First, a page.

Dental professionals on early front lines of pandemic report anxiety, depression

Research published in JADA is first known U.S. study to examine mental health of dental workers during COVID-19

Graphic showing dental professionals reporting anxiety symptoms

Dental health care workers reported higher rates of anxiety and depression during peaks of COVID-19 transmission among the public, according to a study published in the August issue of The Journal of the American Dental Association.

The one-year study, conducted from June 2020 to June 2021 as part of ongoing research by the ADA and American Dental Hygienists' Association to understand COVID-19's impact on dental professionals, found anxiety symptoms peaked in November 2020 and depression symptoms were at their highest in December 2020 for both dentists and dental hygienists.

Also published by the Journal of Dental Hygiene, it is the first known U.S. study to evaluate the mental health of front-line dentists and dental hygienists during the pandemic. The research included 8,902 dental health care workers who participated monthly in an anonymous, web-based survey.

"The hope is that this is just the first of many steps in monitoring mental wellness of the entire oral care team," said JoAnn Gurenlian, Ph.D., director of education and research for the American Dental Hygienists' Association. "There is much work to be done to dismantle barriers to treatment and prioritize well-being in the oral care setting, as well as look at future research around contributing factors to mental illness that may be unique to these professions."

Between June 2020 and June 2021, 17.7% of dental health care workers reported anxiety symptoms, 10.7% reported depression symptoms and 8.3% reported symptoms of both. Dental hygienists reported higher rates of anxiety and depression symptoms than dentists at each surveyed time point, according to the study.

In November 2020, 17% of dentists and 28% of dental hygienists reported experiencing symptoms of anxiety, which declined to about 12% for both professions in May 2021. Reported depression reached 10% among dentists and 17% among dental hygienists in December 2020 before declining to about 8% for both professions in May 2021.


Graphic showing dental professionals reporting depression symptoms

"Interestingly, dental health care workers reported lower rates of anxiety and depression symptoms than the general public, despite being on the front lines and providing oral health care during the pandemic," said author Stacey Dershewitz, J.D., Psy.D., adjunct professor of clinical psychology and director of the Center Clinic at the George Washington University Professional Psychology Program. "As the pandemic continues, it is critically important that dental health care workers continue to develop their ability to recognize and address signs and symptoms of mental health conditions within themselves and their colleagues, promote healthy work environments, reduce the impact of stress on the profession, and make supports accessible to those who are struggling emotionally."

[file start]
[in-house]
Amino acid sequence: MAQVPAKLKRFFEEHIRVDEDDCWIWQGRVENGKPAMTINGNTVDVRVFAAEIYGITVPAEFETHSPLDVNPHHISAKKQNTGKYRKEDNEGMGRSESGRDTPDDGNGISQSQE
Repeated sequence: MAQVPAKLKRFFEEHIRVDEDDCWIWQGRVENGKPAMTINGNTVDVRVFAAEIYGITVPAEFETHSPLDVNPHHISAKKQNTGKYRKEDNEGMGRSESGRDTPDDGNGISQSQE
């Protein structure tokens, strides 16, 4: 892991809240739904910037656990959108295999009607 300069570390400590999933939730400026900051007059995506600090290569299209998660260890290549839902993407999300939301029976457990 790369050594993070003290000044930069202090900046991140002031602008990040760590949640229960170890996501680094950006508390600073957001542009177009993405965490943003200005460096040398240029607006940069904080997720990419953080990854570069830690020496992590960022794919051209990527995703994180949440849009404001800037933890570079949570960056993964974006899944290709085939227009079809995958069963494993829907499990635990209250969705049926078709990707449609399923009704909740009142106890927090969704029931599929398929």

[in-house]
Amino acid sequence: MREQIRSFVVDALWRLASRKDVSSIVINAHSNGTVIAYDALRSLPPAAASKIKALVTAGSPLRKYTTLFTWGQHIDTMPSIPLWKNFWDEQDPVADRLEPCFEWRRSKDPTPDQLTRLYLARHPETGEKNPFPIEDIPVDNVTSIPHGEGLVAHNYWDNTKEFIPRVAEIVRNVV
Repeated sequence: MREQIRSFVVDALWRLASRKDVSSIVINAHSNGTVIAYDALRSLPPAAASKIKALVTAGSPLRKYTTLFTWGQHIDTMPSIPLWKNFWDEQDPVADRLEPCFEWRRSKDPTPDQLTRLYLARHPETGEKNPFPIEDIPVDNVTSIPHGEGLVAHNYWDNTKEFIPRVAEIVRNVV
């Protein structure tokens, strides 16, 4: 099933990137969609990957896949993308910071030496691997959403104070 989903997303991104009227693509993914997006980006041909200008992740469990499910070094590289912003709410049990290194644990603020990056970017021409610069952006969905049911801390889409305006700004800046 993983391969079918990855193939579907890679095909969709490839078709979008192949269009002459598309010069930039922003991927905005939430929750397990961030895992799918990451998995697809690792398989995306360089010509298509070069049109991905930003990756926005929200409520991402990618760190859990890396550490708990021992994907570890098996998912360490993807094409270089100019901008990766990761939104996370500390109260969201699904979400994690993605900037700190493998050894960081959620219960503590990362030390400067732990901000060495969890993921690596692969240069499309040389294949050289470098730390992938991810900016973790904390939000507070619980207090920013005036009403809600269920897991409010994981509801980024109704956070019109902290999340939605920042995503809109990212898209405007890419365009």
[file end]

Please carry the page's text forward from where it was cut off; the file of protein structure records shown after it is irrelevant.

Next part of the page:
Some participants' anxiety symptoms decreased after receiving the COVID-19 vaccine. The study — also the first to examine the association between the vaccine and mental health — found 20.6% of unvaccinated dental health care workers who intended to be vaccinated experienced anxiety compared with 14.1% of those who were fully vaccinated.

The study points to the importance of resources and research focusing on the mental health of dental professionals.

"As members of the dental profession, we are committed to improving the oral health of our patients and communities. Furthermore, as health care professionals, we must be committed to our own health and wellness to optimally care for others," said study author Mia Geisinger, D.D.S., professor and director of the Advanced Education Program in Periodontology at the University of Alabama at Birmingham School of Dentistry. "Creating professional environments that allow for open communication about mental health among members of the dental team can reduce the stigma around mental health diagnoses and treatment for dental health care workers."

To read the full study online, titled "US Dental Health Care Workers' Mental Health During the COVID-19 Pandemic," visit JADA.ADA.org.

Other articles in the August issue of JADA discuss the drawbacks and benefits of tricalcium silicate sealers, nonodontogenic orofacial pain, and the impact of disability diagnosis on dental care use.

Every month, JADA articles are published online at JADA.ADA.org in advance of the print publication.